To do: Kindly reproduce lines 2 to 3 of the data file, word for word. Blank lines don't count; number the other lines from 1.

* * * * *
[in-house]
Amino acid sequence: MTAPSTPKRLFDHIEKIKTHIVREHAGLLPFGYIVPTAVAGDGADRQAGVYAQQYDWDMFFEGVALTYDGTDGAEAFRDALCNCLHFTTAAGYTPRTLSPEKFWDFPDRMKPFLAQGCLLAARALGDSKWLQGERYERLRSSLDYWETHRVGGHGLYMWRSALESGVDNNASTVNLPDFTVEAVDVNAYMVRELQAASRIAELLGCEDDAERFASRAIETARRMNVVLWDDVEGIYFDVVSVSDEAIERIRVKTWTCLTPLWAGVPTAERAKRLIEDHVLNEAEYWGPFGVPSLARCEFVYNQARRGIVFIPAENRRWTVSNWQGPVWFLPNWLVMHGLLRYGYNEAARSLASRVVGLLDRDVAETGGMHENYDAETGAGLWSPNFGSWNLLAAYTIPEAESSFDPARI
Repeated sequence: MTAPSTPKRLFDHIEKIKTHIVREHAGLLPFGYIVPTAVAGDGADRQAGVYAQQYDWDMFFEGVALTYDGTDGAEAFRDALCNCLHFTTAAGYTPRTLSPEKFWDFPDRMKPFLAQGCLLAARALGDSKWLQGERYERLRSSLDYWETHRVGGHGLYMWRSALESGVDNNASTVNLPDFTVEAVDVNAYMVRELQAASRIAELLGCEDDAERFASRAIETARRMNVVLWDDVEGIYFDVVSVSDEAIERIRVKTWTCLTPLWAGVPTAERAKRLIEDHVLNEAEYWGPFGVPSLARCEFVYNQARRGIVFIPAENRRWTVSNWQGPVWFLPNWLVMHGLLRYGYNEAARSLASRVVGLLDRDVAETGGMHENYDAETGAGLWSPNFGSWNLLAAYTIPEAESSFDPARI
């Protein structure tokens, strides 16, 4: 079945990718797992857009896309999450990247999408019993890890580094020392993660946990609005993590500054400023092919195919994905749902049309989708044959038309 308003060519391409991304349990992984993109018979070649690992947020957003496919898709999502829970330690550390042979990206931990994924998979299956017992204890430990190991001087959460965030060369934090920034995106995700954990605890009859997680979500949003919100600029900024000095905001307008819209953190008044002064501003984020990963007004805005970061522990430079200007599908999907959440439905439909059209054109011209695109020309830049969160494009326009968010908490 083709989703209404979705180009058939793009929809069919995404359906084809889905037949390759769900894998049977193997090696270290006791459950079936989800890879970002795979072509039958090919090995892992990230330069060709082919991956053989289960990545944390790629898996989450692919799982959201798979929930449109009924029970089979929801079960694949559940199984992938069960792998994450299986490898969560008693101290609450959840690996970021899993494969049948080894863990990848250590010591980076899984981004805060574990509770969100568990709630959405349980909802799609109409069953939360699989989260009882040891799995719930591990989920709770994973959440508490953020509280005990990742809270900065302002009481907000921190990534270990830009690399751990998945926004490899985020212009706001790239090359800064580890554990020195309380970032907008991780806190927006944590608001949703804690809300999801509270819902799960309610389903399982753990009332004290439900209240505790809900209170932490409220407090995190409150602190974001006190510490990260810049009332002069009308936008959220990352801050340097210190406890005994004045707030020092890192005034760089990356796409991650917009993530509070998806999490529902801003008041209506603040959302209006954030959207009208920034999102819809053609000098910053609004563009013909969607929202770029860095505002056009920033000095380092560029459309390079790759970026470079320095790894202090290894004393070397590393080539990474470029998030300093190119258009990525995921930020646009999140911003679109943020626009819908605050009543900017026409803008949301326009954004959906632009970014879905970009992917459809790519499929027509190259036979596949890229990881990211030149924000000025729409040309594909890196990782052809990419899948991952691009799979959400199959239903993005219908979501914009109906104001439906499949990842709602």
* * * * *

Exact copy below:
Amino acid sequence: MTAPSTPKRLFDHIEKIKTHIVREHAGLLPFGYIVPTAVAGDGADRQAGVYAQQYDWDMFFEGVALTYDGTDGAEAFRDALCNCLHFTTAAGYTPRTLSPEKFWDFPDRMKPFLAQGCLLAARALGDSKWLQGERYERLRSSLDYWETHRVGGHGLYMWRSALESGVDNNASTVNLPDFTVEAVDVNAYMVRELQAASRIAELLGCEDDAERFASRAIETARRMNVVLWDDVEGIYFDVVSVSDEAIERIRVKTWTCLTPLWAGVPTAERAKRLIEDHVLNEAEYWGPFGVPSLARCEFVYNQARRGIVFIPAENRRWTVSNWQGPVWFLPNWLVMHGLLRYGYNEAARSLASRVVGLLDRDVAETGGMHENYDAETGAGLWSPNFGSWNLLAAYTIPEAESSFDPARI
Repeated sequence: MTAPSTPKRLFDHIEKIKTHIVREHAGLLPFGYIVPTAVAGDGADRQAGVYAQQYDWDMFFEGVALTYDGTDGAEAFRDALCNCLHFTTAAGYTPRTLSPEKFWDFPDRMKPFLAQGCLLAARALGDSKWLQGERYERLRSSLDYWETHRVGGHGLYMWRSALESGVDNNASTVNLPDFTVEAVDVNAYMVRELQAASRIAELLGCEDDAERFASRAIETARRMNVVLWDDVEGIYFDVVSVSDEAIERIRVKTWTCLTPLWAGVPTAERAKRLIEDHVLNEAEYWGPFGVPSLARCEFVYNQARRGIVFIPAENRRWTVSNWQGPVWFLPNWLVMHGLLRYGYNEAARSLASRVVGLLDRDVAETGGMHENYDAETGAGLWSPNFGSWNLLAAYTIPEAESSFDPARI